Workers will accept the idea of differentiated work relationships, as long as those options are logical and clearly communicated. The key, adds Cantrell, is transparency. Include employees in your decision-making process and provide the business reasons behind what you’re doing.
Segmentation that Shapes Recruitment
Segmentation analysis is also an effective tool in human capital design and recruitment, says Edward E. Lawler III, co-author of Management Reset: Organizing for Sustainable Effectiveness, allowing employers to classify employees by skills, rather than broad-based job descriptions.
To do so, says Lawler, managers should start by developing a clear descriptions of the skills needed to achieve the company’s goals and then determine the prevalence of those skills both within and outside of the organization. Finally, these skills should be combined into logical combinations that HR can utilize to write a job description.
Lawler would go one step further to identify employees whose performance is critical to corporate success and reward them at above-market rates.
“HR has to decide which is worth more — the person or the job — and recognize situations in which having an exceptional employee will provide a big payoff for the company,” he says.
Effectively Market Your Employer Brand
Having an innovative talent management system is the only the first step, says Lawler. Companies must also successfully market their job postings and the unique employee benefits that they offer.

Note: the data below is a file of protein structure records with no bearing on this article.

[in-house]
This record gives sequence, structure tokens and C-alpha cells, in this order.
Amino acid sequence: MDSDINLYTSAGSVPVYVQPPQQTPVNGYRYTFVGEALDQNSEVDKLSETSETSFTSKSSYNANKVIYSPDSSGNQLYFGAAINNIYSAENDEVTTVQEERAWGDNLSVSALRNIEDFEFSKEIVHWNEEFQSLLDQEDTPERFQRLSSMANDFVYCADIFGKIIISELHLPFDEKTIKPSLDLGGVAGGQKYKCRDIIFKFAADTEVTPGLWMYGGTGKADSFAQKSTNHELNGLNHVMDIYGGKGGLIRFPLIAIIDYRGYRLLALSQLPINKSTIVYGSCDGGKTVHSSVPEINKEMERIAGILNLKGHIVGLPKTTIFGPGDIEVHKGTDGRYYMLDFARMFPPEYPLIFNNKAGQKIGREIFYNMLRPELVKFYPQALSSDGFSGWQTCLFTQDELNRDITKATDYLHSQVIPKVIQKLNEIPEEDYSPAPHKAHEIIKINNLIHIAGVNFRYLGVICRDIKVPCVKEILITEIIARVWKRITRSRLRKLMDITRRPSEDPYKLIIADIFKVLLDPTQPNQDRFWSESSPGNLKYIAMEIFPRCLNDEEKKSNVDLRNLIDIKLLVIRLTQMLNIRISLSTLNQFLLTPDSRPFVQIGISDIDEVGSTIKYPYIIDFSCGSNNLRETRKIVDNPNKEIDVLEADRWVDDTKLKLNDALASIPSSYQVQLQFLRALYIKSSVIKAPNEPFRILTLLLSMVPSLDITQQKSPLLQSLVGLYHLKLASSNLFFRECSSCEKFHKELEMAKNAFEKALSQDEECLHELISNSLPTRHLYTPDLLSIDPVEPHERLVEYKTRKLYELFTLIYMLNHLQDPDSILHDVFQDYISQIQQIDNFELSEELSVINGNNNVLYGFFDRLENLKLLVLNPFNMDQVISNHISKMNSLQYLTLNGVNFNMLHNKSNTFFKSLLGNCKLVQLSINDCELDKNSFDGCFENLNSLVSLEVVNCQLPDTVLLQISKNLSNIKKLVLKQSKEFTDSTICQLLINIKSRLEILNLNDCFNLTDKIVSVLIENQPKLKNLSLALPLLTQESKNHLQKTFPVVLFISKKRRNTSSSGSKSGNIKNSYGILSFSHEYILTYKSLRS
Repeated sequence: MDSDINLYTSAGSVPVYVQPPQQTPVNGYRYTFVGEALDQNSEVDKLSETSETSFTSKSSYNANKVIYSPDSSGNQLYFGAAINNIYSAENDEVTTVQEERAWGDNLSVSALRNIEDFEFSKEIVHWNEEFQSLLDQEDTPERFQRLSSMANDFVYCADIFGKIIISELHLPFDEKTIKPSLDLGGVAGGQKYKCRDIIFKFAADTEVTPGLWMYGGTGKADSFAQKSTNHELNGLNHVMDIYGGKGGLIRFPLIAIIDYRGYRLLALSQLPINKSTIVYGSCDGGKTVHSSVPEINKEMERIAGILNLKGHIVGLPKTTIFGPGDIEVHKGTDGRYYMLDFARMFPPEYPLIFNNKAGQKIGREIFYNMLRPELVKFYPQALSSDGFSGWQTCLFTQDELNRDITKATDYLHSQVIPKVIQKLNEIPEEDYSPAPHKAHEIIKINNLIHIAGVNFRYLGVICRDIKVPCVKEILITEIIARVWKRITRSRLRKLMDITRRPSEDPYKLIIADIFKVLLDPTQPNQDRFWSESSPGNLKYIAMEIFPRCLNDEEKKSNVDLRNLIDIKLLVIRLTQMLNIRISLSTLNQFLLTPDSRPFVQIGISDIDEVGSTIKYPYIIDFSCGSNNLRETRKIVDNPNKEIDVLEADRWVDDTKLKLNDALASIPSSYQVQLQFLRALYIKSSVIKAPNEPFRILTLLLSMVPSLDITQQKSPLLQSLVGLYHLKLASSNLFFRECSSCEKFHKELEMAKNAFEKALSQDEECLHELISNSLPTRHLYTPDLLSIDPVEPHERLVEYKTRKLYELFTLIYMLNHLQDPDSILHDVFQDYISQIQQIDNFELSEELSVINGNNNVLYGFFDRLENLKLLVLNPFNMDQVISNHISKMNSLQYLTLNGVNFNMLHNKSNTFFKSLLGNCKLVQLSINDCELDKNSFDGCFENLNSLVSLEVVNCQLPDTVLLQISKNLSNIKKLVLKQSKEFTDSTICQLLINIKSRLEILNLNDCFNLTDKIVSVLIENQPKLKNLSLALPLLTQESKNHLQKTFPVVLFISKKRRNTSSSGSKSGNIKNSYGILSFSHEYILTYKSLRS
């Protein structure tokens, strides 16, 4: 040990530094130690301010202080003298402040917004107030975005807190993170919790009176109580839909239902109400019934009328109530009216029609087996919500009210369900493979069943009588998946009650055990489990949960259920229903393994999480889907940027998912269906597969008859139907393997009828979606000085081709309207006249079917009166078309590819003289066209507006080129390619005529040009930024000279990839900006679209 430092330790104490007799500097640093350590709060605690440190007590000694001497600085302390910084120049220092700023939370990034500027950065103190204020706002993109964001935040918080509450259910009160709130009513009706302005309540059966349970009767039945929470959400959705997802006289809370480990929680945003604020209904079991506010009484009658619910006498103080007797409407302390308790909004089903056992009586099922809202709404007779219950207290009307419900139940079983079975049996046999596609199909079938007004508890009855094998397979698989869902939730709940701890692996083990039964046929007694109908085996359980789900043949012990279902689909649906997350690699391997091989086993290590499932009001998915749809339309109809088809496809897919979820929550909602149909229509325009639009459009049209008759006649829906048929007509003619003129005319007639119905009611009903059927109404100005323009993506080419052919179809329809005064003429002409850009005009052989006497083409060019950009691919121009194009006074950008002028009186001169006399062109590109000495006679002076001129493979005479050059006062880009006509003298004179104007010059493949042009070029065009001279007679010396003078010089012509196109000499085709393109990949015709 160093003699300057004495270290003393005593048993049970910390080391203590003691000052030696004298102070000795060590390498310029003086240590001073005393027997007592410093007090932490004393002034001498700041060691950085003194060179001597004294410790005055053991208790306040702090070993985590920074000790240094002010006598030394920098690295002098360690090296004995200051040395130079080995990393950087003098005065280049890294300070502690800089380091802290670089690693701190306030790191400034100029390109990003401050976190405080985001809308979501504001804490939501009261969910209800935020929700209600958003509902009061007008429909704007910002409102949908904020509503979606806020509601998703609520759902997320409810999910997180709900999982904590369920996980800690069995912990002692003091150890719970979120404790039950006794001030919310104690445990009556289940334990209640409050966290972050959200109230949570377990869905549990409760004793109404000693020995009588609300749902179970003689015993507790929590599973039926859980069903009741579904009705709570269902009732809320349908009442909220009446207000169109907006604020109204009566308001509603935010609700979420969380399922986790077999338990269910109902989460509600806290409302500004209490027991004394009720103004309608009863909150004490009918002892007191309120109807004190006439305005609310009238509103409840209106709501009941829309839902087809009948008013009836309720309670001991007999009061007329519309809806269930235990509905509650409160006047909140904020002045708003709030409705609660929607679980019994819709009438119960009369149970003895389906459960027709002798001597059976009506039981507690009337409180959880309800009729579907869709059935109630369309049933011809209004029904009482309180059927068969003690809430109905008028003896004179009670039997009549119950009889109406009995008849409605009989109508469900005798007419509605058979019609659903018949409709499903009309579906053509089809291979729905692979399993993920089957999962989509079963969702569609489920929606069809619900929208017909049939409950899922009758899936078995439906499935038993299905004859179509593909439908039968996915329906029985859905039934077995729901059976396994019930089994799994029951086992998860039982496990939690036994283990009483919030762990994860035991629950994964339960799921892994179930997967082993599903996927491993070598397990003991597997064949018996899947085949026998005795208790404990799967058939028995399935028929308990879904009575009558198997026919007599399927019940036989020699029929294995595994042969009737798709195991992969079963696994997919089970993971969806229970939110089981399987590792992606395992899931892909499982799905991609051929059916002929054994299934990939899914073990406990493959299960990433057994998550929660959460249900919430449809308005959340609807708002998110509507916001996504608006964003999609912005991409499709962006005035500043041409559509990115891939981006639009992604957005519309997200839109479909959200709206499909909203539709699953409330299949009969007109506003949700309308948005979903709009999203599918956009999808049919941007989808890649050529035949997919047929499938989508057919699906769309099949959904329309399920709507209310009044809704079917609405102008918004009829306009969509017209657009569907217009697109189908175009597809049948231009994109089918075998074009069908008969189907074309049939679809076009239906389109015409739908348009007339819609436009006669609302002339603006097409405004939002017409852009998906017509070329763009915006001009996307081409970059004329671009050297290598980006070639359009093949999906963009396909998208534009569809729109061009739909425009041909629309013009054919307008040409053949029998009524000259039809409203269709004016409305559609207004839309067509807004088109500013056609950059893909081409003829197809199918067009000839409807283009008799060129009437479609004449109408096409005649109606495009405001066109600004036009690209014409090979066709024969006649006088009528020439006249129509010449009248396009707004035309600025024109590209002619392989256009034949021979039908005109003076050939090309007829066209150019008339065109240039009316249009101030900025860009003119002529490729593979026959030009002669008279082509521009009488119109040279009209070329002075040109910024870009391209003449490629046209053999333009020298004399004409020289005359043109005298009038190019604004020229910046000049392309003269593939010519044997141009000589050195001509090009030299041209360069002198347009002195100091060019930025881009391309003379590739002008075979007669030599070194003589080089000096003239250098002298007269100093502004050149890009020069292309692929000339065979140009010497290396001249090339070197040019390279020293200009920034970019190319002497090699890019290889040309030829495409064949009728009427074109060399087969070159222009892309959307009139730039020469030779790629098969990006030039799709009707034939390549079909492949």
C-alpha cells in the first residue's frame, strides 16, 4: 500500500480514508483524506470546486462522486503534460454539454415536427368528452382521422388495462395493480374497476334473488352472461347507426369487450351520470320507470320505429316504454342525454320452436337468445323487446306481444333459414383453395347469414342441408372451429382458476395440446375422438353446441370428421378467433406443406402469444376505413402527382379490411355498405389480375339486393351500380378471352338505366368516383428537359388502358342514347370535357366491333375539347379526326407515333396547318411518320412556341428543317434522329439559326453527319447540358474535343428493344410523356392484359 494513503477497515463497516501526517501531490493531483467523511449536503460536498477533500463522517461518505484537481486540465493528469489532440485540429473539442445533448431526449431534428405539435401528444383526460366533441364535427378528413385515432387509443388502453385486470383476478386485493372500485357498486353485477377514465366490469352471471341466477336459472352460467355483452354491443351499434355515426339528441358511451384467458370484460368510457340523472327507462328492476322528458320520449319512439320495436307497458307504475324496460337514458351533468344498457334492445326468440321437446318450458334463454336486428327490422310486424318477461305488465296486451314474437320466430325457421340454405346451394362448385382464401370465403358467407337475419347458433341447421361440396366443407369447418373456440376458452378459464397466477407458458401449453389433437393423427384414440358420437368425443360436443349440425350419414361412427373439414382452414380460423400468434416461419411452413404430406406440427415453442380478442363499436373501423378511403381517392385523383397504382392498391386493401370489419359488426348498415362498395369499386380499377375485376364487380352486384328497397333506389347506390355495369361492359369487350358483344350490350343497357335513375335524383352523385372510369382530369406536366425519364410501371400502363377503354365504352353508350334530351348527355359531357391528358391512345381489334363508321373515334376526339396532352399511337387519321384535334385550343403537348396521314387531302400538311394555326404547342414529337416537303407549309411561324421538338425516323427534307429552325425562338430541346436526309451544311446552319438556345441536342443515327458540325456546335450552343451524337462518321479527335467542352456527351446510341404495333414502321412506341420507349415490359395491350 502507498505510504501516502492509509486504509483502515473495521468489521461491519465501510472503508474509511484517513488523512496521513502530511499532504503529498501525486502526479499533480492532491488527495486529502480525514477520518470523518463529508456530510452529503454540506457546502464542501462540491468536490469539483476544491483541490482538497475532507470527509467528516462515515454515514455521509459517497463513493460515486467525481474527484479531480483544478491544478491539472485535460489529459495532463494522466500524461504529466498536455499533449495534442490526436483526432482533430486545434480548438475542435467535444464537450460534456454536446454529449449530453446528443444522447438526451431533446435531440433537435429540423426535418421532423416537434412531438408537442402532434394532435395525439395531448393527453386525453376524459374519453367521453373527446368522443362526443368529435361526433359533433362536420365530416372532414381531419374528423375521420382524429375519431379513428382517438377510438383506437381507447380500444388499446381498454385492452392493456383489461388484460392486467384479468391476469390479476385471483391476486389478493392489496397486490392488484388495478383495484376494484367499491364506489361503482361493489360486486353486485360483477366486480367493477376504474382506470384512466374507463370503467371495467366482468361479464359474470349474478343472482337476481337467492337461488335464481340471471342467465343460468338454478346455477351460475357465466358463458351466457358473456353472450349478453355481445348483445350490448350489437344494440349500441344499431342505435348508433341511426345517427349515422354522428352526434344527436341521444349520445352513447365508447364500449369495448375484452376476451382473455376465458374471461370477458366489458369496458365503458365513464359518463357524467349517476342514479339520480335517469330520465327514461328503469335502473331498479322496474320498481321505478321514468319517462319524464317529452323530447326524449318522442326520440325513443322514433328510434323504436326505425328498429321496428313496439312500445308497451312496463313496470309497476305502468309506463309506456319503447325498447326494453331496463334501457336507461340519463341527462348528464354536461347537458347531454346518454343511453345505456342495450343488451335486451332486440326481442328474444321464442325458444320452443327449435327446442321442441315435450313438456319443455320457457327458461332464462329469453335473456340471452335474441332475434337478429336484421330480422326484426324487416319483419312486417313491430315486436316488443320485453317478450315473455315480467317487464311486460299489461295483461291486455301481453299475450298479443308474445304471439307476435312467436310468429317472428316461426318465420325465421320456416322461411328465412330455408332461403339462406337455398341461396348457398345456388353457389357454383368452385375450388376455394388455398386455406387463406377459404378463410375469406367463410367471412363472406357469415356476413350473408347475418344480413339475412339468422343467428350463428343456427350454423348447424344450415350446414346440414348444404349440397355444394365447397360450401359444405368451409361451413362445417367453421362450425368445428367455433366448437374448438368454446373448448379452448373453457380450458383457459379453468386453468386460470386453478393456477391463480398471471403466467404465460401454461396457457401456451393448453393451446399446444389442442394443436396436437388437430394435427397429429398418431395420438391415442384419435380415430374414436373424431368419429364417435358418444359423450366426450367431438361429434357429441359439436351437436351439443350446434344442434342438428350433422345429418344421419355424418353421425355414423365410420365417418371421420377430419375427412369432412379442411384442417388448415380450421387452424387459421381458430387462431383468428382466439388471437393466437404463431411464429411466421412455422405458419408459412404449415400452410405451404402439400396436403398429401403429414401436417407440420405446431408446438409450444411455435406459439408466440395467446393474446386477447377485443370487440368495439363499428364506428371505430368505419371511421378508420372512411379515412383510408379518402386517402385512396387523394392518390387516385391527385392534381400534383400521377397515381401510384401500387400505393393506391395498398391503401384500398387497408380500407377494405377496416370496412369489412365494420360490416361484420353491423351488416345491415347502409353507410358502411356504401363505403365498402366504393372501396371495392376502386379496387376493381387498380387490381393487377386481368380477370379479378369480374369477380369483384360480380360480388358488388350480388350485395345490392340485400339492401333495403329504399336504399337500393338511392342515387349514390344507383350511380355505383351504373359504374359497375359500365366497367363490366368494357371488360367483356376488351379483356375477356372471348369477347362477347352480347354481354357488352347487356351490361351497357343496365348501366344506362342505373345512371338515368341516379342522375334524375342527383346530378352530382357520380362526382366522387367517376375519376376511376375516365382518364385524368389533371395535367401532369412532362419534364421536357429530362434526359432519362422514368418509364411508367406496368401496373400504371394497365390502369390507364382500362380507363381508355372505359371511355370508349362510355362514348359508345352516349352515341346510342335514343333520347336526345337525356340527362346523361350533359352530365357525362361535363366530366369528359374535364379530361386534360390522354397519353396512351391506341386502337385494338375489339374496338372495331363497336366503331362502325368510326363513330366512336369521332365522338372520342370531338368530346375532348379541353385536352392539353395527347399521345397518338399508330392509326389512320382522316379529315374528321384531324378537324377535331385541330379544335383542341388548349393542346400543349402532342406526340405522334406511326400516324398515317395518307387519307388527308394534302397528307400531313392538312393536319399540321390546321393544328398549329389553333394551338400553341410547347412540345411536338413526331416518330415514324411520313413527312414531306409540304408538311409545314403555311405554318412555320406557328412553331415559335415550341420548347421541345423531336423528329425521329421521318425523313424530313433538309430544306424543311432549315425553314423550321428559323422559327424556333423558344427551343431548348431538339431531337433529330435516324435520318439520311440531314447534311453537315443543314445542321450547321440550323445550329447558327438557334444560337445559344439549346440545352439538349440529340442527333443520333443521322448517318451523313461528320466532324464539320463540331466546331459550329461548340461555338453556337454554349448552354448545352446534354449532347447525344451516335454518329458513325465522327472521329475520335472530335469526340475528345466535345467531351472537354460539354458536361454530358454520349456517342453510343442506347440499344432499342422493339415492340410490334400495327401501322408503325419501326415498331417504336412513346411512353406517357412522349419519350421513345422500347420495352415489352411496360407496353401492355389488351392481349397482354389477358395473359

Lawler sites Google as a good example. Given their successful business model, it is able to attract the best candidates. Google has also done a great job telling the story of what it’s like to work there.
“Another one of my favorites is NetFlix,” he adds. “If you go to their website, they brand themselves by their work ethic, saying in so many words that, ‘Our reward for good performance is your being able to stay on as an employee. We pay above the market, but we have zero tolerance for poor performance or people who don’t fit our skill set.’”
As you craft your firm’s story, consider how it can be incorporated into every aspect of your communications, including job descriptions, your company’s website, in promotions, ads and other online campaigns, as well as in your mobile recruitment strategies.
Expanding HR’s Role
Finally, a highly-segmented talent management strategy requires that HR professionals convince their management to be more involved in the overall design and architecture of human capital allocation. To accomplish this, Lawler recommends that human resources rotate in some of the company’s most promising executives.
“It comes down to management’s belief about the centrality of human capital to the organization,” he says.
Here’s the other part of the equation: HR professionals should rotate outside their department to better grasp the company’s business. Doing so, says Lawler, will help management better understand that “organizational efficiency is the result of an integration of talent design strategy and the people who can execute around that strategy.”